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Year : 2015  |  Volume : 21  |  Issue : 3  |  Page : 101-108

Impact of cyclic nucleotides on the antiseizure activity of acute and chronic diazepam administration in isoniazid-induced seizures and pentylenetetrazole kindling in rats

1 Department of Medical Pharmacology, Faculty of Medicine, Kasr Al-Aini, Cairo University, Cairo, Egypt
2 Department of Medical Pharmacology, Faculty of Medicine, Kasr Al-Aini, Cairo University, Cairo; Department of Pharmacy Practice and Clinical Pharmacy, Faculty of Pharmacy, Future University, Cairo, Egypt
3 Department of Biochemistry and Molecular Biology, Faculty of Medicine, Kasr Al-Aini, Cairo University, Cairo, Egypt

Correspondence Address:
Sherine Abdelmissih
281 Matbaa, Fisal, P.O.Box 12111, Giza
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Source of Support: None, Conflict of Interest: None

DOI: 10.4103/1687-4625.177812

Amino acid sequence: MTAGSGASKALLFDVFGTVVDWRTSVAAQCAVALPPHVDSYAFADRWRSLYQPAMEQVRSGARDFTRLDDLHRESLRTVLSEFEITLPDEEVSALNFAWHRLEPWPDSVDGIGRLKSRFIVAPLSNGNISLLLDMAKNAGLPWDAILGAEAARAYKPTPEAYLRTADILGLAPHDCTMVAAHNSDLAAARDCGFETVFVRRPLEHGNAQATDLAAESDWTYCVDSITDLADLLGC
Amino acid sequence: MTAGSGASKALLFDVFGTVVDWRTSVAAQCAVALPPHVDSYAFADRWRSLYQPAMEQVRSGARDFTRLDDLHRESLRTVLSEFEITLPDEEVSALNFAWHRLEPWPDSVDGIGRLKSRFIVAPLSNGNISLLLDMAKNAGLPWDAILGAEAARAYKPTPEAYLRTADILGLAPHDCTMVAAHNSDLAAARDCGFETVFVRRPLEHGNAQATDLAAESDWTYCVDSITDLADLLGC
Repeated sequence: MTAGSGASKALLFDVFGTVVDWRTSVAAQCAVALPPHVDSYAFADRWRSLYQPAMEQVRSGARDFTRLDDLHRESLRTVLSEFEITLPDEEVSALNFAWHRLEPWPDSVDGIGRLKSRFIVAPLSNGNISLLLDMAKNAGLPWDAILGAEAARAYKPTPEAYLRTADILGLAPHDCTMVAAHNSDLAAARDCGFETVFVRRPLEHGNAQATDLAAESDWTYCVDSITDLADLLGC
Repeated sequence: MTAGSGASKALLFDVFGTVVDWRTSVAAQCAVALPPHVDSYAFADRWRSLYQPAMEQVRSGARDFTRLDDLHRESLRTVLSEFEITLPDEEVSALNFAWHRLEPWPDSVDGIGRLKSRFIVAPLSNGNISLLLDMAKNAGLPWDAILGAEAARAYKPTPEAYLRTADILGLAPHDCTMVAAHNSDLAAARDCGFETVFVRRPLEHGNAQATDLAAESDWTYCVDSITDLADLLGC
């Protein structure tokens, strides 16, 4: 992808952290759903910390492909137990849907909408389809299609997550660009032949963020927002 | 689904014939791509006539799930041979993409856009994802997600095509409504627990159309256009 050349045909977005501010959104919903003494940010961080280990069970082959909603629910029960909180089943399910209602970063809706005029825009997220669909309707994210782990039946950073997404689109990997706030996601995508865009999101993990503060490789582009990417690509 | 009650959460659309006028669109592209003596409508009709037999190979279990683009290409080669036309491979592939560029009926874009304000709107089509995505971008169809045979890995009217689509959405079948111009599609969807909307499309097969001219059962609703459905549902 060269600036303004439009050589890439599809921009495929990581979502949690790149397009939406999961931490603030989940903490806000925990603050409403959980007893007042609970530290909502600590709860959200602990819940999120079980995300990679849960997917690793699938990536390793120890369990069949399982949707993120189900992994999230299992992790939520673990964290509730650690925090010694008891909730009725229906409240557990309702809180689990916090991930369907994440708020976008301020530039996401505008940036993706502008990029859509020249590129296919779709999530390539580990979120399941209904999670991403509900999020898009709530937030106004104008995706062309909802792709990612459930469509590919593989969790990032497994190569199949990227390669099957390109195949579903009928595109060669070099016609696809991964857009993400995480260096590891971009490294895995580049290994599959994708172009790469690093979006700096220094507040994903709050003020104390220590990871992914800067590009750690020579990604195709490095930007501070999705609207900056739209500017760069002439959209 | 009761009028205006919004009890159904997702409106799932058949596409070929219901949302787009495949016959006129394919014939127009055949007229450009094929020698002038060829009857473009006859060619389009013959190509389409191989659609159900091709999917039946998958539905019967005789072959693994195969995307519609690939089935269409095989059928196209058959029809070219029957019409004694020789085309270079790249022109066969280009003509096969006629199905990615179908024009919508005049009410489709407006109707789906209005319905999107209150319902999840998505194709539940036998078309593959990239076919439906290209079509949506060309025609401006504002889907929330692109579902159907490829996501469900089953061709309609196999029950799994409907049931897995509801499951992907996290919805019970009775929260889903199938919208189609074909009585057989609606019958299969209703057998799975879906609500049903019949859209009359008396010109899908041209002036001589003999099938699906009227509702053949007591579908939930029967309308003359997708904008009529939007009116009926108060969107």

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Background It is estimated that ~10% of the population suffers a single convulsive episode during their lifetime. Epilepsy is the second most common chronic neurological disorder after stroke, affecting ~0.5% of the population in developed countries and 1.5-2% in developing countries. Diazepam (DZ) is among the benzodiazepines used most widely in status epilepticus as well as resistant and refractory seizures. However, tolerance to its antiseizure activity is among the obstacles facing it use on a wider basis. Exploration of the role of cyclic nucleotides in seizures might enable finding ways to combat tolerance as well as discover new treatment modalities. Materials and methods Seizure severity, electroencephalography, and levels of γ-aminobutyric acid (GABA), glutamate, cyclic adenosine monophosphate (cAMP), and cyclic guanosine monophosphate (cGMP) in brain homogenate were assessed upon single administration of isoniazid and repeated pentylenetetrazole injections, whether untreated or treated with DZ, either acutely or on a chronic basis, respectively. Results A single DZ injection, 10 min after single isoniazid, could significantly improve seizure severity, associated with increased power of the fast β wave, implying ameliorated cognitive functions, together with an equal GABA/glutamate ratio versus significant reduction in the cAMP/cGMP ratio. Repeated DZ injections, 10 min after each pentylenetetrazole injection, on alternate days for 1 month and every 2 days for another month produced a significant improvement in seizure severity, accompanied by reduced power of the fast β and the slow δ waves, associated with an increased GABA/glutamate ratio and an unchanged cAMP/cGMP ratio. Conclusion The current study assumes that a certain interplay exists between GABA/glutamate on the one hand and cAMP/cGMP on the other so that DZ could exert an anticonvulsant effect on an acute basis despite an unchanged GABA/glutamate ratio as well as upon chronic administration in the presence of an unchanged cAMP/cGMP ratio. In addition, the unchanged cAMP/cGMP ratio associated with chronic DZ administration suggests that cyclic nucleotides might lead to loss of some of the effects of DZ, as shown by reduced β wave power, indicating a reduction in cognitive abilities, concentration, and learning abilities, in contrast to higher β power after single use.

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